Twice the Temptation
Samantha Jellicoe: Book Four
A Regency Romance
Two unforgettable tales. One dazzling diamond!
Summer 1814 . . .
When Evangeline Munroe inherits the exquisite but supposedly cursed Nightshade Diamond, she considers it a bit of good fortune. Then she literally runs into Connoll Addison, Marquis of Rawley, the most sought after bachelor amongst the ton. Surely her immediate attraction to the rogue is bad luck. Could the diamond be more dangerous than she ever imagined?
Present . . .
Samantha Jellicoe thinks it's good luck that has her—a reformed cat burglar—providing security for a museum exhibit. Then she discovers the Nightshade Diamond, with an accompanying note that says the thing is cursed. Cursed indeed! How else to explain Scotland Yard breathing down her neck, the appearance of an ex-boyfriend, and her lover Rick Addison suddenly testing the boundaries of their relationship? She needs to unload the gem and soon, or she may lose her dreams forever.
"A cursed diamond necklace is a link between centuries in Enoch's clever two-stories-in-one romance. In the first, Evangeline Munroe is on the hunt for a husband in London. She narrows her choices to two men, each bland and sure to leave her alone. When she inherits a stunning necklace, she refuses to believe that it's cursed. But as soon as she takes it out of the box, her carriage collides with another carrying the drunken Marquis of Rawley, who falls upon her and kisses her. At first he seems to be the curse, but they fall in love despite their continual bad luck. The marquis hides the necklace with a warning note for future generations. In the present day, Rick Addison, the current marquis, has an American girlfriend, Samantha, a former jewel thief. When she finds the necklace, neither takes the warning note seriously, until everything starts to go wrong. Sassy and smart, Enoch's two tales of luck and love are thoroughly enjoyable." -- Booklist
Connoll Spencer Addison, the very intoxicated Marquis of Rawley, watched Miss Munroe’s coach as it rolled over someone’s cigar – probably his – and a thick book – probably not his. Leaning a hand against his carriage’s wheel to steady himself, Connoll squatted down and retrieved the tome.
“The Rights of Women,” he read, flipping it over. “Not a bit surprised by that.”
“Nothing, Epping,” he said to his coachman. “Take me home, and for God’s sake don’t hit anything else. It’s been the devil of a night, and I do not wish my sleep interrupted again.”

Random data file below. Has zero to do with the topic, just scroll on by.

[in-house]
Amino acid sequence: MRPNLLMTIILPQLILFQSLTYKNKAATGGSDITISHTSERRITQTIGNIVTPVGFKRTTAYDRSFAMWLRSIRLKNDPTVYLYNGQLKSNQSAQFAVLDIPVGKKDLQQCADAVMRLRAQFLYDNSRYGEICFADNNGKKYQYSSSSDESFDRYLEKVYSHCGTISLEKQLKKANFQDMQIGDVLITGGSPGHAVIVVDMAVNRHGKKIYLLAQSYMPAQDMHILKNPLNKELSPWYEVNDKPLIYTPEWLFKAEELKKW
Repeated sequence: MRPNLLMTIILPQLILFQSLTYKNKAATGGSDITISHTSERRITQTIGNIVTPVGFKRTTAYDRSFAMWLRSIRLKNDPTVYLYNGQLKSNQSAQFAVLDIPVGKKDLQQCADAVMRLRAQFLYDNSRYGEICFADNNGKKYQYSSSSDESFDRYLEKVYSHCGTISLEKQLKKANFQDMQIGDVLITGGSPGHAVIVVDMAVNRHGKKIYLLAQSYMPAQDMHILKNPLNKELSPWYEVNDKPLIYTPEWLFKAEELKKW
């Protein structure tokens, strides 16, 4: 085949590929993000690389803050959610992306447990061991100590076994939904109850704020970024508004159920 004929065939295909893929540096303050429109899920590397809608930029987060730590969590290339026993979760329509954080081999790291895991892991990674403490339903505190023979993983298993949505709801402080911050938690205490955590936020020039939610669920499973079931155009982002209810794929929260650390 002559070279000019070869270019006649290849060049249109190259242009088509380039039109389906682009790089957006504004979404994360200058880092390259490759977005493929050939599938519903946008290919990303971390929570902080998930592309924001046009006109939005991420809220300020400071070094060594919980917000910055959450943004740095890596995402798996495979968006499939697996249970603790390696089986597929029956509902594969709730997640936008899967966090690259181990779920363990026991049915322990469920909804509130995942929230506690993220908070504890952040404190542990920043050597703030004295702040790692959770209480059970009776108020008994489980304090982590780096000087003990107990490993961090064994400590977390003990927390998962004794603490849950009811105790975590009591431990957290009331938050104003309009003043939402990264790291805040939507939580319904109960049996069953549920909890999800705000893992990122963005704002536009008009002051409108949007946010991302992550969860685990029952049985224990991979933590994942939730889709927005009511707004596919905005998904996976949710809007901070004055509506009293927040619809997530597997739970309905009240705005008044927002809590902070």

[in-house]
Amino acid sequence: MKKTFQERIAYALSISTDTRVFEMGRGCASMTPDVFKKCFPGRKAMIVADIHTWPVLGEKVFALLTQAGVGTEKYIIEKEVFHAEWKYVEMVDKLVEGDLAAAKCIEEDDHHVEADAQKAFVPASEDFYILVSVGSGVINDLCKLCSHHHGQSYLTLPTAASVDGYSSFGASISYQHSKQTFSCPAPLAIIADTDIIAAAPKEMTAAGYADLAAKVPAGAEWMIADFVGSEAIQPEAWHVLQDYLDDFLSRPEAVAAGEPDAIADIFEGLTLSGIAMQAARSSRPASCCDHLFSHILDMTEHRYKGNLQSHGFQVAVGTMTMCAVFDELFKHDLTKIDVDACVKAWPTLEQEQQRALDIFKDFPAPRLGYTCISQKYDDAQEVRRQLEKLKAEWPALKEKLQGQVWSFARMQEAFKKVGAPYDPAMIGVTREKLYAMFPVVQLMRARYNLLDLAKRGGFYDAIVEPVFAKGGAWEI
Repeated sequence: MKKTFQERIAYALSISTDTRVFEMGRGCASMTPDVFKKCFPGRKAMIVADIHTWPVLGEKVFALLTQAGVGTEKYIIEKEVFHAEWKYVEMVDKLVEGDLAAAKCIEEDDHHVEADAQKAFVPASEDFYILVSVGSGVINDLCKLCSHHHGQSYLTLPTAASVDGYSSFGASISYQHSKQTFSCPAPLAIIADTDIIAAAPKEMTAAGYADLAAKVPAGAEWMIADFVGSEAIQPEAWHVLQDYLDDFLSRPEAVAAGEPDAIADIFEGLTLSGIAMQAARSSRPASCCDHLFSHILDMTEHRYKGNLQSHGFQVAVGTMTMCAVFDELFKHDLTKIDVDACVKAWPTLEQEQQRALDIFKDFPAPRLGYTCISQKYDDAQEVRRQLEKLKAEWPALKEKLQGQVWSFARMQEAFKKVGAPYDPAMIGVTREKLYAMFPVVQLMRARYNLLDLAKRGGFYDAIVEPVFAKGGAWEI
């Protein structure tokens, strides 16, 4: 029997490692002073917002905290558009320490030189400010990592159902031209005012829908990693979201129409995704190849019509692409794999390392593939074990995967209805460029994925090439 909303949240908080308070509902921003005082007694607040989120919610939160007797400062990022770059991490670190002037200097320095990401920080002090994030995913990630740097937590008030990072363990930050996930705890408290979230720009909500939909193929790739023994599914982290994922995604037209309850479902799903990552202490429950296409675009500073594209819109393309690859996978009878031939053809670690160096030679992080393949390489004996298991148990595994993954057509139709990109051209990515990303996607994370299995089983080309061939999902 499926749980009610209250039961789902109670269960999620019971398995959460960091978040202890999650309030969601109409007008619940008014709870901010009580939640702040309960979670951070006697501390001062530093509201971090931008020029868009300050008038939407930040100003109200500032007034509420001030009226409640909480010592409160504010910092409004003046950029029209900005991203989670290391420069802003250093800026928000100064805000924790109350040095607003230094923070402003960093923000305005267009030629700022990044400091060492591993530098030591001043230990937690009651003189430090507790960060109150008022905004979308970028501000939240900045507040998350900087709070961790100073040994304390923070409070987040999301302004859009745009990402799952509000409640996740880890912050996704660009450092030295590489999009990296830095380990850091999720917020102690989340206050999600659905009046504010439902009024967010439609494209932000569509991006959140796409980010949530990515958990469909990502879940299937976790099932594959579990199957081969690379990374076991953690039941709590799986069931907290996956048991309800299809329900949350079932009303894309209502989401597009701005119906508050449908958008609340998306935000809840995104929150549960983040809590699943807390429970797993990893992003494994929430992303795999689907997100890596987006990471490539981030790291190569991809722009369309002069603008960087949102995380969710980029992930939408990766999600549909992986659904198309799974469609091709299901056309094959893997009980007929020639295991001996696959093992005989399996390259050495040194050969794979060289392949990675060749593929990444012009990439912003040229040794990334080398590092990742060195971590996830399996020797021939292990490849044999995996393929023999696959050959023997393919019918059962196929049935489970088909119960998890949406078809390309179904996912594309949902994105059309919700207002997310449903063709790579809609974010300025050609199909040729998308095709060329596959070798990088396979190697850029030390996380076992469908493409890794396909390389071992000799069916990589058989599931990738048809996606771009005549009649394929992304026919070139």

“Yes, m’lord.” The driver climbed back up to his perch. Connoll returned to the coach’s dim interior, tossed the book onto the seat opposite, and sank back to resume his sleep and try to forget about a certain mistress who’d decided to marry – though thankfully not him. Blasted Daisy Applegate.
Abruptly he sat forward again. He’d kissed the chit, Miss Mun . . . Mun something. Yes, he’d kissed Miss Someone, and that could be bad. Not unpleasant, but bad. Kissing a Miss in public was always bad. He was generally much more careful about the setting for that sort of activity.
Finally he realized that the coach had stopped rocking, and that the usual noise of London seemed rather subdued. And his head ached like the devil. “Damnation,” he muttered, and thumped on the ceiling with his fist. “Epping, if we’re lost, I will toss you out of my employment on your bloody backside.”
Frowning, Connoll stood and shoved open the coach’s door. They were indeed stopped. They were stopped to such a degree that the horses were gone from their harnesses, and a pair of geese waddled between the near wheels in his stable yard.
He grabbed up the chit’s book. Avoiding the geese, he stepped to the ground and stalked around the side of the house to his front door. It swung open as he topped the steps.
“Good afternoon, Lord Rawley.”
Afternoon. “Winters, how long was I asleep in the damned coach in the damned stable yard?”
“Nearly three hours, my lord. Epping said you’d expressly requested that you not be disturbed.”
“By his wrecking the coach again, yes, that halfwit. I didn’t mean for him to leave me boxed up and ready for delivery.”
“I shall inform him of his error, my lord.”
Connoll headed for the stairs, shedding his coat as he went. “And send me Hodges. I want a bath.”
“Very good, my lord.”
He needed a bath, and a shave, and a change of clothes. With a glance at the book he carried, Connoll shook his head. However much he would have liked to busy himself in his office study until nightfall, he’d done some damage – and he needed to determine its extent. The chit was a Miss with a good-quality carriage, and she read progressive literature. And that was all he knew about her. That and the fuzzy memory of frighteningly intelligent hazel eyes, a soft, subtle mouth, and curling honey-blonde hair. And what had she been saying about a diamond?